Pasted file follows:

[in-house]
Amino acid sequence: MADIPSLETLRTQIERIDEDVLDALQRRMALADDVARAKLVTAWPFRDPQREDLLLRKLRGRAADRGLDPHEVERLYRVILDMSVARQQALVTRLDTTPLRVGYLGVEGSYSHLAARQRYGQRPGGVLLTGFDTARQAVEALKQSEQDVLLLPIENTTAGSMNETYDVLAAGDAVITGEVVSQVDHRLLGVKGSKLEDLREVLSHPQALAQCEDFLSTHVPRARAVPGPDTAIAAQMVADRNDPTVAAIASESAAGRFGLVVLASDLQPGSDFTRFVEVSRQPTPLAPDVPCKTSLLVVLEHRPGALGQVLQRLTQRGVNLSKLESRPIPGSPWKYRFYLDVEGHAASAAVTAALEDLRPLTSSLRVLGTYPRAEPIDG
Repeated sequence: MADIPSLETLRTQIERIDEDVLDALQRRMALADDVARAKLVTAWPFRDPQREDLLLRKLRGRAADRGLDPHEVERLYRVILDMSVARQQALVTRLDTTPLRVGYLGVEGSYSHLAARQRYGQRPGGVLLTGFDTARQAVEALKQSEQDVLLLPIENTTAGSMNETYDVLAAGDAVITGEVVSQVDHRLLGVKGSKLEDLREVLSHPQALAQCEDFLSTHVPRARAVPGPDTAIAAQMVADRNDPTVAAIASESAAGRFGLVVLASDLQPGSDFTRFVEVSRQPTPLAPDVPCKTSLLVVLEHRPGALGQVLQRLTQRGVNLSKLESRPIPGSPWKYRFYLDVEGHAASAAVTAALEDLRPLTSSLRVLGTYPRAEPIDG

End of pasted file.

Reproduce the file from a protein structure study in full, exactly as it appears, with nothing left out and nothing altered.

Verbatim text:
[in-house]
Amino acid sequence: MADIPSLETLRTQIERIDEDVLDALQRRMALADDVARAKLVTAWPFRDPQREDLLLRKLRGRAADRGLDPHEVERLYRVILDMSVARQQALVTRLDTTPLRVGYLGVEGSYSHLAARQRYGQRPGGVLLTGFDTARQAVEALKQSEQDVLLLPIENTTAGSMNETYDVLAAGDAVITGEVVSQVDHRLLGVKGSKLEDLREVLSHPQALAQCEDFLSTHVPRARAVPGPDTAIAAQMVADRNDPTVAAIASESAAGRFGLVVLASDLQPGSDFTRFVEVSRQPTPLAPDVPCKTSLLVVLEHRPGALGQVLQRLTQRGVNLSKLESRPIPGSPWKYRFYLDVEGHAASAAVTAALEDLRPLTSSLRVLGTYPRAEPIDG
Repeated sequence: MADIPSLETLRTQIERIDEDVLDALQRRMALADDVARAKLVTAWPFRDPQREDLLLRKLRGRAADRGLDPHEVERLYRVILDMSVARQQALVTRLDTTPLRVGYLGVEGSYSHLAARQRYGQRPGGVLLTGFDTARQAVEALKQSEQDVLLLPIENTTAGSMNETYDVLAAGDAVITGEVVSQVDHRLLGVKGSKLEDLREVLSHPQALAQCEDFLSTHVPRARAVPGPDTAIAAQMVADRNDPTVAAIASESAAGRFGLVVLASDLQPGSDFTRFVEVSRQPTPLAPDVPCKTSLLVVLEHRPGALGQVLQRLTQRGVNLSKLESRPIPGSPWKYRFYLDVEGHAASAAVTAALEDLRPLTSSLRVLGTYPRAEPIDG